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November 07, 2022

We must not marginalise religion in the global response to climate change

It has been recognised for some time that faith communities need to be part of the solution to the climate crisis.

While the Western experience of secularisation has led us to downplay religion’s significance in the contemporary world, it remains the case that over 80 percent of the world’s population follows a faith tradition, according to a 2017 study by Pew Research Center, and many of the regions most severely affected by global warming (such as Sub Saharan Africa and the Middle East) are also among the most religious.

If governments are to meet the ambitious targets for reduction of carbon emissions to which they commit themselves at the COP meetings, their populations will need to embrace a moral narrative of environmentalism that connects with their most deeply held values and beliefs - in most cases, their faith.

The limits of a purely technocratic climate discourse

This necessary role for world religions was demonstrated at last year’s COP26 with a gathering of representatives from all the major faith traditions at the Vatican in the run up to the conference.

The 40 senior faith leaders, including the Pope, the Grand Imam of Al-Azhar and the Archbishop of Canterbury, called on governments to achieve net-zero carbon emissions as soon as possible and to limit the global average temperature rise to 1.5 degrees above pre-industrial levels. 

But they also used a less technocratic language with more poetic phrases, such as "we have inherited a garden: we must not leave a desert to our children." This draws on the important religious perspective of moral responsibility to future generations and portrays the earth not simply as a material asset to be managed, but a garden - a creation - to be tended and loved.

These contrasting discourses - technocratic and theological - reflect the challenge that needs to be overcome if the potential of faith communities in addressing climate change is to be realised. We can’t simply think about religious leaders and their peoples instrumentally as social capital and moral authority to be leveraged in addressing a problem that is exclusively framed and narrated (not to mention principally caused by) the West.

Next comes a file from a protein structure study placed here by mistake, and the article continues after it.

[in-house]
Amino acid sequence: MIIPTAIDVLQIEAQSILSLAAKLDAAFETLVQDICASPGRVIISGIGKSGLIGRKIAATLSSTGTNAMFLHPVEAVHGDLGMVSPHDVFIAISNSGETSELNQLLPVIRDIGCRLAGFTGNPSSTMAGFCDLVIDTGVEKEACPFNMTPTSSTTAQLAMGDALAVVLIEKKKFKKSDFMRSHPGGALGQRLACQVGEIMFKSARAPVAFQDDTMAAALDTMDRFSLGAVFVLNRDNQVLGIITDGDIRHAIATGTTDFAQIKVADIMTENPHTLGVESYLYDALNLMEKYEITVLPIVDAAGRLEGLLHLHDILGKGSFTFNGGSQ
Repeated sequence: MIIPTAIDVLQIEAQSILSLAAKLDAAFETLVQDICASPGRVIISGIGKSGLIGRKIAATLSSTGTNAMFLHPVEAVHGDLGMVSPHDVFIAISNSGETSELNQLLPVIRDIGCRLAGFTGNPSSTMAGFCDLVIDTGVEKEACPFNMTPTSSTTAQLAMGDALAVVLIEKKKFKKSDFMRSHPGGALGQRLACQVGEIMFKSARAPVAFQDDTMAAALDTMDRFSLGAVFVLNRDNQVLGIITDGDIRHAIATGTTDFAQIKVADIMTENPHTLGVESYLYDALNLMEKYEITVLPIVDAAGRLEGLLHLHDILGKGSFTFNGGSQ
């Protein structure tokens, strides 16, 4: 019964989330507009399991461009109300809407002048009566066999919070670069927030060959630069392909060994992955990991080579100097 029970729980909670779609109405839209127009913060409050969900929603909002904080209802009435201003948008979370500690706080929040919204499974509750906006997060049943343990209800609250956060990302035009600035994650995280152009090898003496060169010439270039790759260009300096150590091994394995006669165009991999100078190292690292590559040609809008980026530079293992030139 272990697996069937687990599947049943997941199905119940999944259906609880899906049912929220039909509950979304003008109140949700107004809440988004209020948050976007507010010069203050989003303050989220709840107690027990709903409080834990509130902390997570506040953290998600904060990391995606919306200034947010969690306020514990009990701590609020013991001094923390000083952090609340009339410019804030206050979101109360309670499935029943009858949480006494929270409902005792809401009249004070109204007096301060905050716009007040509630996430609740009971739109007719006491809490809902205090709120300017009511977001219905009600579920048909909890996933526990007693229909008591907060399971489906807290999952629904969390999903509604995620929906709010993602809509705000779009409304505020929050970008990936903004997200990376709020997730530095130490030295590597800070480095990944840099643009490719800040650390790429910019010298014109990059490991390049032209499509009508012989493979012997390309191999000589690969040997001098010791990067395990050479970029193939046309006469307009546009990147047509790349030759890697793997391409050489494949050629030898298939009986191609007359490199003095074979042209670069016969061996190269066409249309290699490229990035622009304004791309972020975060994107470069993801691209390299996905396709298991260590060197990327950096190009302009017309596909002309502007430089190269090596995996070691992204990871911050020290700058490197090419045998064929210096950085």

Information about climate change is not only produced by the West, but also mediated and circulated globally by mostly western scientists, journalists, policy makers, and NGOs, and is therefore closely tethered to the logics of western modernity that elevate secular, rational and scientific knowledge above ethics, culture and religion. 

Consequently, dominant climate change discourses tend to run up against their own limits when they travel to societies that operate under markedly different logics and different political and economic realities.

Interpreting the climate crisis through religious terminology

Our research among Muslim and Christian communities in Egypt and Jordan has shown how, while remote religious leaders may sign up to interfaith declarations framed predominantly in such technocratic language, the vast majority of ordinary believers in these countries articulate their lived experience of water shortages and extreme weather events in religious terminology. 

They also interpret the processes of environmental degradation through a far more overtly moral lens.

Even the Grand Imam of Al-Azhar, in his address last year to the Third International Scientific Conference on Environment and Sustainable Development, described climate change not only as a biophysical phenomenon, but also as the latest manifestation of centuries of moral decay and domination of nature that went hand in hand with the technological advances that fuelled western progress. 

Contrary to the hegemonic understanding of climate change as a sudden and unexpected rupture, he framed the current moment as a religious ordeal that requires each one of us to respond to God rather than to nature. 

"Dominant climate change discourses tend to run up against their own limits when they travel to societies that operate under markedly different logics and different political and economic realities."

While God and religious ethics are marginalised within global climate change discourses, they seem to play a very important role in people’s perceptions and responses to climate change in the Middle East and many other more religiously-oriented parts of the world.

Scientific research and analysis must clearly underpin decision making and governmental action at events such as the upcoming COP27 at Sharm el Sheikh. But if we take the role of civil society seriously, and recognise the equal importance of morality and shared story in bringing about the behavioural changes we need, then we have to stop thinking that religious believers will always dance to a secular tune. 

We must bridge the gap between local perceptions and global models and discourses of climate change by paying attention to the ways in which those on the front line of the climate crisis may be describing their experience.

Frequently, we find that God cannot be written out of the picture.

Professor James Walters and Dr Hanane Benadi, academics at LSE’s Religion and Global Society Unit, are currently researching the role of inter-faith dialogue in resolving modern global challenges in a project grant funded by Templeton Religion Trust. 

Image by Omar Elsharawy